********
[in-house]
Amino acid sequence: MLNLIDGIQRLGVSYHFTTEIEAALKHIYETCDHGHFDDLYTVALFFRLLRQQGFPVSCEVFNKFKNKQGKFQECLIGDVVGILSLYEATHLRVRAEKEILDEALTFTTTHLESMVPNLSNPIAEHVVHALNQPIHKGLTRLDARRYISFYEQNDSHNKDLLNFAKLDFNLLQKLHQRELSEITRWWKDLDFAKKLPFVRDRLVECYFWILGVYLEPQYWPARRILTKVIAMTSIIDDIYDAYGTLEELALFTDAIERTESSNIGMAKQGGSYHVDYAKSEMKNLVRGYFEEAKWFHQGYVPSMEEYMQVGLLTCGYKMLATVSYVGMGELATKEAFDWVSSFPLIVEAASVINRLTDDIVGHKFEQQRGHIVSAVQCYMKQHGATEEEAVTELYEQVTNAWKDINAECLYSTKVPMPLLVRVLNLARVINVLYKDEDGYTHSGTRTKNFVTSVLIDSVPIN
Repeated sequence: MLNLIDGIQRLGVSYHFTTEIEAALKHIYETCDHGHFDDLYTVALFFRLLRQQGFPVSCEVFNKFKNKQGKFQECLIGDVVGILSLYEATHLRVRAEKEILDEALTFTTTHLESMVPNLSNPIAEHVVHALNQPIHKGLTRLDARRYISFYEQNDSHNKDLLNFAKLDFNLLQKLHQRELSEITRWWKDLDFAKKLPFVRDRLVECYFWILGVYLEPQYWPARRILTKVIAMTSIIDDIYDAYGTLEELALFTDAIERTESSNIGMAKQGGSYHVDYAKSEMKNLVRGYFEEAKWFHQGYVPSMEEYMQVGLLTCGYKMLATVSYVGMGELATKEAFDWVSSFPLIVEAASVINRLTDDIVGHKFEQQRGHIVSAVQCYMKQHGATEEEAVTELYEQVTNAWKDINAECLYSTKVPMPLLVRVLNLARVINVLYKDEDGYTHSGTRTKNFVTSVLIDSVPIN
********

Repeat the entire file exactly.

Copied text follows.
[in-house]
Amino acid sequence: MLNLIDGIQRLGVSYHFTTEIEAALKHIYETCDHGHFDDLYTVALFFRLLRQQGFPVSCEVFNKFKNKQGKFQECLIGDVVGILSLYEATHLRVRAEKEILDEALTFTTTHLESMVPNLSNPIAEHVVHALNQPIHKGLTRLDARRYISFYEQNDSHNKDLLNFAKLDFNLLQKLHQRELSEITRWWKDLDFAKKLPFVRDRLVECYFWILGVYLEPQYWPARRILTKVIAMTSIIDDIYDAYGTLEELALFTDAIERTESSNIGMAKQGGSYHVDYAKSEMKNLVRGYFEEAKWFHQGYVPSMEEYMQVGLLTCGYKMLATVSYVGMGELATKEAFDWVSSFPLIVEAASVINRLTDDIVGHKFEQQRGHIVSAVQCYMKQHGATEEEAVTELYEQVTNAWKDINAECLYSTKVPMPLLVRVLNLARVINVLYKDEDGYTHSGTRTKNFVTSVLIDSVPIN
Repeated sequence: MLNLIDGIQRLGVSYHFTTEIEAALKHIYETCDHGHFDDLYTVALFFRLLRQQGFPVSCEVFNKFKNKQGKFQECLIGDVVGILSLYEATHLRVRAEKEILDEALTFTTTHLESMVPNLSNPIAEHVVHALNQPIHKGLTRLDARRYISFYEQNDSHNKDLLNFAKLDFNLLQKLHQRELSEITRWWKDLDFAKKLPFVRDRLVECYFWILGVYLEPQYWPARRILTKVIAMTSIIDDIYDAYGTLEELALFTDAIERTESSNIGMAKQGGSYHVDYAKSEMKNLVRGYFEEAKWFHQGYVPSMEEYMQVGLLTCGYKMLATVSYVGMGELATKEAFDWVSSFPLIVEAASVINRLTDDIVGHKFEQQRGHIVSAVQCYMKQHGATEEEAVTELYEQVTNAWKDINAECLYSTKVPMPLLVRVLNLARVINVLYKDEDGYTHSGTRTKNFVTSVLIDSVPIN